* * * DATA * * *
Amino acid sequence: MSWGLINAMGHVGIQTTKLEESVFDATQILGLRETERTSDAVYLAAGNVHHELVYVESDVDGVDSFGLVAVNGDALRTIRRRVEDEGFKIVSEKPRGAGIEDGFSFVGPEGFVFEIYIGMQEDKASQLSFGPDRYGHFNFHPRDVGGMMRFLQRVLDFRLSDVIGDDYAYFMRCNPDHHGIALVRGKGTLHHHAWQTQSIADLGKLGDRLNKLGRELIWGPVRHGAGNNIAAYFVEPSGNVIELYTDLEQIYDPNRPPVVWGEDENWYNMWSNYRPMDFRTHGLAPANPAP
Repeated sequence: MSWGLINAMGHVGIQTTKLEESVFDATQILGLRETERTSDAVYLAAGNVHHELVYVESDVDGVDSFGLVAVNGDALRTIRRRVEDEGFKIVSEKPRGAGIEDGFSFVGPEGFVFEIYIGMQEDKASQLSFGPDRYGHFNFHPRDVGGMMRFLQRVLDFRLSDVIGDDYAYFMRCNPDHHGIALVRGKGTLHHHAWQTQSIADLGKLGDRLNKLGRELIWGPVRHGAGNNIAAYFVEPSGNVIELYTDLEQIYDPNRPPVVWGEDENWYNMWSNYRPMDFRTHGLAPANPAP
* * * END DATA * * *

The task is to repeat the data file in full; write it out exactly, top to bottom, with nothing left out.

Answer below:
Amino acid sequence: MSWGLINAMGHVGIQTTKLEESVFDATQILGLRETERTSDAVYLAAGNVHHELVYVESDVDGVDSFGLVAVNGDALRTIRRRVEDEGFKIVSEKPRGAGIEDGFSFVGPEGFVFEIYIGMQEDKASQLSFGPDRYGHFNFHPRDVGGMMRFLQRVLDFRLSDVIGDDYAYFMRCNPDHHGIALVRGKGTLHHHAWQTQSIADLGKLGDRLNKLGRELIWGPVRHGAGNNIAAYFVEPSGNVIELYTDLEQIYDPNRPPVVWGEDENWYNMWSNYRPMDFRTHGLAPANPAP
Repeated sequence: MSWGLINAMGHVGIQTTKLEESVFDATQILGLRETERTSDAVYLAAGNVHHELVYVESDVDGVDSFGLVAVNGDALRTIRRRVEDEGFKIVSEKPRGAGIEDGFSFVGPEGFVFEIYIGMQEDKASQLSFGPDRYGHFNFHPRDVGGMMRFLQRVLDFRLSDVIGDDYAYFMRCNPDHHGIALVRGKGTLHHHAWQTQSIADLGKLGDRLNKLGRELIWGPVRHGAGNNIAAYFVEPSGNVIELYTDLEQIYDPNRPPVVWGEDENWYNMWSNYRPMDFRTHGLAPANPAP